While Maroc Telecom effectively controls the telephone-cable infrastructure, the ANRT is tasked with setting the prices at which the company’s rivals (such as Orange and INWI) can access those cables. Thus, the ANRT can make sure competition in the market is fair and leads to affordable services for Moroccan consumers.2 The ANRT director and administrative board are appointed by a dahir (royal decree), leaving the agency open to politicization. However, international organizations such as the World Bank and the ITU have not expressed any major criticism regarding the ANRT’s neutrality.3

The allocation of digital resources, such as domain names, is carried out in a nondiscriminatory manner. The ANRT manages the top-level country domain .ma through various private providers, some of which are affiliated with the three telecom companies. As of June 2020, there were 84,456 registered Moroccan domain names, up from 73,250 in April 2019.4

B Limits on Content

Though websites are rarely blocked outright, authorities limit online content through a variety of nuanced mechanisms. Problematic press and antiterrorism laws place high burdens on intermediaries, while activists are pressured by security officials to delete sensitive content. There has been an influx of progovernment online outlets that publish false and defamatory news about dissidents. Nevertheless, digital mobilization perseveres.

B1 1.00-6.00 pts0-6 pts
Does the state block or filter, or compel service providers to block or filter, internet content? 6.006 6.006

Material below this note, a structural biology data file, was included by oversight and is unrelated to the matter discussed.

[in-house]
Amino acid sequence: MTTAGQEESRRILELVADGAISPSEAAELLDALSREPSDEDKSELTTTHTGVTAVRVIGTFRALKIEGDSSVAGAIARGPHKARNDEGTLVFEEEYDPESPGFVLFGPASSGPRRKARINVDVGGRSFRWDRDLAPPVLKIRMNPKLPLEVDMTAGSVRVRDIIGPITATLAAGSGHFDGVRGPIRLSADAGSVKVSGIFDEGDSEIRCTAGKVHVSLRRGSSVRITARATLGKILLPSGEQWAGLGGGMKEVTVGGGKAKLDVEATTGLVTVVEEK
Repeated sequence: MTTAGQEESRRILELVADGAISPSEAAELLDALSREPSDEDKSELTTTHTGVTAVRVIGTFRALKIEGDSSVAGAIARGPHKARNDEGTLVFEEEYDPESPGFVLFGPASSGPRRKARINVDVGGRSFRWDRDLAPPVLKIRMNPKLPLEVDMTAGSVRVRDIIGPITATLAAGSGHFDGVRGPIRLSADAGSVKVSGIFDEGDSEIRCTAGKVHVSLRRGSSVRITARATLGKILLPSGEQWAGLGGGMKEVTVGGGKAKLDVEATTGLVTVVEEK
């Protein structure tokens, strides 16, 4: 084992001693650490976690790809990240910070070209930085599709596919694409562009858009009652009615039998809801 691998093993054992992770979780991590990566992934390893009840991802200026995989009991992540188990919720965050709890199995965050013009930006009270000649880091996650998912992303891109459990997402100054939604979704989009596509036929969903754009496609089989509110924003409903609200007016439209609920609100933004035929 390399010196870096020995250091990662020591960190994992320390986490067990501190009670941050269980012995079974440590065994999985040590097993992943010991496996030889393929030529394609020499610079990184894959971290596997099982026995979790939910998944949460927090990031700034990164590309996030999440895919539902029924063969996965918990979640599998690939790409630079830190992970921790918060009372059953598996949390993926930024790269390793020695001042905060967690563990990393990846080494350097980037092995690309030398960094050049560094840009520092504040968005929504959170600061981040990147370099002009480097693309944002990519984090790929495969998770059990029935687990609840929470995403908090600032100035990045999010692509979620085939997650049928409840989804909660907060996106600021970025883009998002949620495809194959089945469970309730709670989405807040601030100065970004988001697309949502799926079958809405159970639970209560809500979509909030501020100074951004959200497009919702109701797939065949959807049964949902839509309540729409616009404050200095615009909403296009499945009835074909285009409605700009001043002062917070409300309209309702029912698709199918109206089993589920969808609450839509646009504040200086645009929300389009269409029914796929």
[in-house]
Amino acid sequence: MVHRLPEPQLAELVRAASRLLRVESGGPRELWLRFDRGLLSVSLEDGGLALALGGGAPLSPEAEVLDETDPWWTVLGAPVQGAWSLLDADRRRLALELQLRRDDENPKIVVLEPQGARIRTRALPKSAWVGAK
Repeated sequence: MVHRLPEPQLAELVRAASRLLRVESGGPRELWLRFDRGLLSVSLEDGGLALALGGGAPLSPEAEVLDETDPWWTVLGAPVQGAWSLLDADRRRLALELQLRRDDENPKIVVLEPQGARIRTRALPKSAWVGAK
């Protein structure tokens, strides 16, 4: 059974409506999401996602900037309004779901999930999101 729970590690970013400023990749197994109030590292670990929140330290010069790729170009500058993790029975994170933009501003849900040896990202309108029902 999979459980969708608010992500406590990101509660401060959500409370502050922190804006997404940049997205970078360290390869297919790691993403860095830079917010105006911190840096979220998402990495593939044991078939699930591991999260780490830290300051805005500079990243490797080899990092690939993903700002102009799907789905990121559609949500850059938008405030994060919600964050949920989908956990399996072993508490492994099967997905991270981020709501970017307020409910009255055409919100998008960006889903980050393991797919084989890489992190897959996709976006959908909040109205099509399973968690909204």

The government did not block or filter any political, social, or religious websites during the coverage period. Social media and communications services including YouTube, Facebook, and Twitter are available in the country, as are international blog-hosting services. Websites that discuss controversial views or minority causes—such as the disputed territory of Western Sahara, the Amazigh (Berber) minority, or Islamist groups—are also accessible.

The last instance of government blocking of online content occurred in 2013, when the attorney general ordered the ANRT to block the Arabic- and French-language websites of the investigative news outlet Lakome for allegedly condoning terrorism.1 An article on the site had reported on a video attributed to Al-Qaeda in the Islamic Maghreb (AQIM) but did not itself incite violence or promote terrorism.2 An Arabic-language version of Lakome was relaunched using the address

B2 1.00-4.00 pts0-4 pts
Do state or nonstate actors employ legal, administrative, or other means to force publishers, content hosts, or digital platforms to delete content? 2.002 4.004